- Fulton, O. (2003). Managerialism in UK universities: Unstable hybridity and the complications of implementation. In A. Amaral, V. L. Meek, & I. M. Larsen (Eds.), The higher education managerial revolution? (pp. 275–296). Dordrecht: Kluwer.Google Scholar
- Gosper, M., Green, D., McNeill, M., Phillips, R., Preston, G., Woo, K. (2008). The impact of web-based lecture technologies on current and future practices in learning and teaching. http://www.cpd.mq.edu.au/teaching/wblt/overview.htm. Accessed 20 June 2014.
- Horvath, Z., O’Donnell, J. A., Johnson, L. A., Karimbux, N. Y., Shuler, C. F., & Spallek, H. (2013). Use of lecture recordings in dental education: Assessment of status quo and recommendations. Journal of Dental Education, 77, 1431–1442.Google Scholar
- James, R., Bexley, E., Devlin, M., Marginson, S. (2006). Australian university student finances 2006. http://www.universitiesaustralia.edu.au/resources/272/135. Accessed 14 September 2014.
- Kolowich, S. (2009). Fans and fears of lecture capture. http://www.insidehighered.com/news/2009/11/09/capture. Accessed 10 June 2014.
- Leadbeater, W., Shutterworth,T., Couperthwaite , J., & Nightingale, K. (2013). Evaluating the use and impact of lecture recording in undergraduates: Evidence for distinct approaches by different groups of students. Computers & Education, 61, 185–192.Google Scholar
- Mayer, R. E. (1997). Multimedia learning: Are we asking the right questions? Educational Psychologist, 32, 1–19.Google Scholar
- Mayer, R. E., & Alexander, P. A. (2011). Handbook of research on learning and instruction. New York, NY: Routledge.Google Scholar
- Maynor, L. M., Barrickman, A. L., Stamatakis, M. K., Elliott, D. P. (2013). Student and faculty perceptions of lecture recording in a doctor of pharmacy curriculum. American Journal of Pharmaceutical Education, 77, Article 165.Google Scholar
- McClure, A. (2008). Lecture capture: A fresh look. http://www.universitybusiness.com/viewarticle.aspx?articleid=1043&p=1. Accessed 11 May 2014.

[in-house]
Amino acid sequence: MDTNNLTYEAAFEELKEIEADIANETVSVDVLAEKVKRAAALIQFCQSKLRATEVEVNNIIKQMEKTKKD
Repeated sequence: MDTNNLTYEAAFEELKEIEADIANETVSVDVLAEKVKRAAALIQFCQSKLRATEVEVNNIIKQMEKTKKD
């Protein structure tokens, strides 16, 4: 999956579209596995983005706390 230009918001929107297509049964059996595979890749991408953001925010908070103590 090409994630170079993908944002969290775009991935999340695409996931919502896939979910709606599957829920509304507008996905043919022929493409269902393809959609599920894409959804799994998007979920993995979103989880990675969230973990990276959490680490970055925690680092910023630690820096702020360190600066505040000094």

- McCombs, S., & Liu, Y. (2007). The efficacy of podcasting technology in instructional delivery. International Journal of Teachnology in Teaching and Learning, 3, 123–134.Google Scholar
- McCredden, J., & Baldock, T. (2009). More than one pathway to success: Lecture attendance, Lectopia viewing and exam performance in large Engineering classes. Proceedings from the 20th Australasian Association for Engineering Education Conference, Adelaide. SA, 2009. Google Scholar
- McCunn, P., & Newton, G. (2015). Student perception of topic difficulty: Lecture capture in higher education. Australasian Journal of Educational Technology, 31, 252–262.Google Scholar
- McGrath, D. (2015). Questions about lecture recording. Brisbane: Institute for Teaching and Learning Innovation.Google Scholar
- Michela, J. L., & Burke, W. W. (2000). Organizational culture and climate in transformations for quality and innovation. In N. M. Ashkanasy, C. P. Wilderom, & M. F. Peterson (Eds.), Handbook of organizational culture and climate (pp. 117–129). London, UK: Sage Publications.Google Scholar
- Middlehurst, R. (2003). Cooperation, competition and ICT: Challenges and choices for higher education institutions. In M. C. Wende & M. van der Ven (Eds.), The use of ICT in higher education: A mirror of Europe (pp. 253–275). Utrecht: Lemma.Google Scholar